UK soldiers patrol 'Little Afghanistan'

Discussion in 'SitRep' started by Colin1, Jul 2, 2009.

  1. Colin1

    Colin1 Active Member

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  2. Amsel

    Amsel Active Member

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    Interesting idea and a good one if it lends to the implementation on the battlefield of winning hearts and minds. I think the only way to achieve success in Afghanistan is combined action platoons of coalition forces and local militias living together in a village, working together as well as patrolling together. Hopefully programs like this will help coalition forces bridge the enourmous cultural gap.
     
  3. trackend

    trackend Active Member

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    Cant see any successfull out come from the Afgan conflict. no luck in the 1890's and the same problem now, no held ground so the Taliban dissapear only to return once coalition troops have left.
     
  4. timshatz

    timshatz Active Member

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    Agree with you trackend. Problem goes back further. Hell, even Alexander the Great had problems with these people. Tough to understand but shooting at each other is something of a national past time over there. It's what they do.

    There is no solution. It's tribal, it will go on.
     
  5. Amsel

    Amsel Active Member

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    You're probably right, but while our coalition is fighting in the region a "combined action platoon" type of mentality might help more then hinder. Some seeds of modernity and democracy might even be planted in some peoples minds. Though that shouldn't replace the main mission of nuetralizing Al Queada.
     
  6. Colin1

    Colin1 Active Member

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  7. timshatz

    timshatz Active Member

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    Define "winnable"?
     
  8. Amsel

    Amsel Active Member

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    I guess that would depend on the mission.
     
  9. wheelsup_cavu

    wheelsup_cavu Well-Known Member

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    Just curious where this thread is heading now.


    Wheels
     
  10. Colin1

    Colin1 Active Member

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    It's not going anywhere
    I don't think there was anything particularly contentious about describing Afghanistan as 'winnable'. Coalition action in the country has the backing of Karzai and the Helmand governor seems pretty upbeat about the chances of success. Regardless of whether he's egging up the prospects of success or not, this has Afghan approval and includes the continued involvement of their military. That provides a gulf of difference between what the coalition could potentially achieve in-country and what the last modern, large-scale military incursion (the USSR) was trying to accomplish by invasion.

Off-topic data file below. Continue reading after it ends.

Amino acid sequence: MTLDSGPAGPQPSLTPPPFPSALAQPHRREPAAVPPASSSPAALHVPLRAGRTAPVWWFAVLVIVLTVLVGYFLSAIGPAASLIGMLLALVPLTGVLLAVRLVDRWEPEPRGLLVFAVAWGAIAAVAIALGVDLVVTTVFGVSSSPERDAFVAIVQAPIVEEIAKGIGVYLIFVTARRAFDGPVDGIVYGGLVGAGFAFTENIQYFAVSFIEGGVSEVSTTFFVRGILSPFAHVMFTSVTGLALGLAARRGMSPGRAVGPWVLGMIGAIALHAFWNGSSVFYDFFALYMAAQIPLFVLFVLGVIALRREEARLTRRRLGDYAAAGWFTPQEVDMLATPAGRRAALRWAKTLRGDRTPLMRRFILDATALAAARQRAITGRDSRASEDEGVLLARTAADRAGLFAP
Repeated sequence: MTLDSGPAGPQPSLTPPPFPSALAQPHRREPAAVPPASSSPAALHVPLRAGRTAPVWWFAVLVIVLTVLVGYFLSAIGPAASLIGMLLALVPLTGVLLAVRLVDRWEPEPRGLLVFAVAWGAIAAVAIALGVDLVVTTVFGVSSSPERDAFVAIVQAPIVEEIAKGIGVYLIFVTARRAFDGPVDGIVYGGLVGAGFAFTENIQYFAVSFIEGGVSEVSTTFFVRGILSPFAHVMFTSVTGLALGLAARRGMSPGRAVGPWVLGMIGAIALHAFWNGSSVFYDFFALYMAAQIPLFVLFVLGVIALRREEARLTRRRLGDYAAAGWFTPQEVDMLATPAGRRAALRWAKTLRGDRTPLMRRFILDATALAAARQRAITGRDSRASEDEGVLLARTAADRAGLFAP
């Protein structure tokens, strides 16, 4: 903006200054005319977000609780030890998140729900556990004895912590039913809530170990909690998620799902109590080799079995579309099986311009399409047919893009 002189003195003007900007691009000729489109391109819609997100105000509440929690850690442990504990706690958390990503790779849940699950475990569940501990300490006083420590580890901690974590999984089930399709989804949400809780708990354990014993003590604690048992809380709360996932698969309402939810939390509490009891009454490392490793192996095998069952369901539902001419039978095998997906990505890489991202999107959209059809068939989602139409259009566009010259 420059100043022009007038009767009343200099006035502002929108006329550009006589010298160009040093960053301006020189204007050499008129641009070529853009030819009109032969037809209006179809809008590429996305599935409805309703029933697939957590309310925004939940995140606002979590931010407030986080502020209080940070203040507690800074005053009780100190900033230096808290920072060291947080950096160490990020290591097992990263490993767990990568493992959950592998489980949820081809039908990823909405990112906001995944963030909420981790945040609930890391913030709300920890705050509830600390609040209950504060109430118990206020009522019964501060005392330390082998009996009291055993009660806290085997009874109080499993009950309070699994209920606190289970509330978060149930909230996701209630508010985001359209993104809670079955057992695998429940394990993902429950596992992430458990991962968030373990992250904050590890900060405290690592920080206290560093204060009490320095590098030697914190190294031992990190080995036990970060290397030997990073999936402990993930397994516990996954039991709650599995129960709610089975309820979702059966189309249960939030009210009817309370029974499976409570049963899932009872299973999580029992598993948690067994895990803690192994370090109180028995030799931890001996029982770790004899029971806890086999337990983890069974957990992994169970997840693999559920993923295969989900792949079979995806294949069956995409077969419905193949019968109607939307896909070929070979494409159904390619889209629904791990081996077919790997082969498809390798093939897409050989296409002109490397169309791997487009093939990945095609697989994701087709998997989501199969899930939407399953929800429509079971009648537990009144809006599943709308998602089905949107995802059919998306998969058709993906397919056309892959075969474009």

Unlikely in itself to seal the overall peace and security of the country but a building block, nonetheless; a battle in the war if you like.

    Yes, I'd say that was winnable but that's winnable as opposed to won.
     
  11. timshatz

    timshatz Active Member

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    I understand your definition of winnable and gotta be honest, I don't think it's going to happen. It would be nice if it did, but to think it's a country, culture, lifestyle and viewpoint is going to change from that followed for centuries (if not thousands of years) just because a different group thought it up, is folly.

    Kharzai stays as long as the Coalition stays, Coalition stays as long as Al Queda stays, Al Queda stays as long as they are a benefit to the Taliban. Taliban stays as long as....they hold both sides of the border? They keep their local villagers under their thumb? They keep the drug trade alive and kicking in the face of Coalition attempts to get rid of it. You name it, A-stan is in the middle of one very convoluted place with a ton of people on all sides throwing their .02 in. Trying to get a hold on it is like trying to grab jello.

    I hope your right Colin. Hope they pull it off and the taste of modernity, coupled with Coalition efforts, support of Kharzai, ect, ect, helps turn it towards a more modern outlook. But with the majority of the people illiterate, indifferent and probably looking at the Coalition as just the next round of foriegners bucking up the newest Govt, I definitely have my doubts.
     
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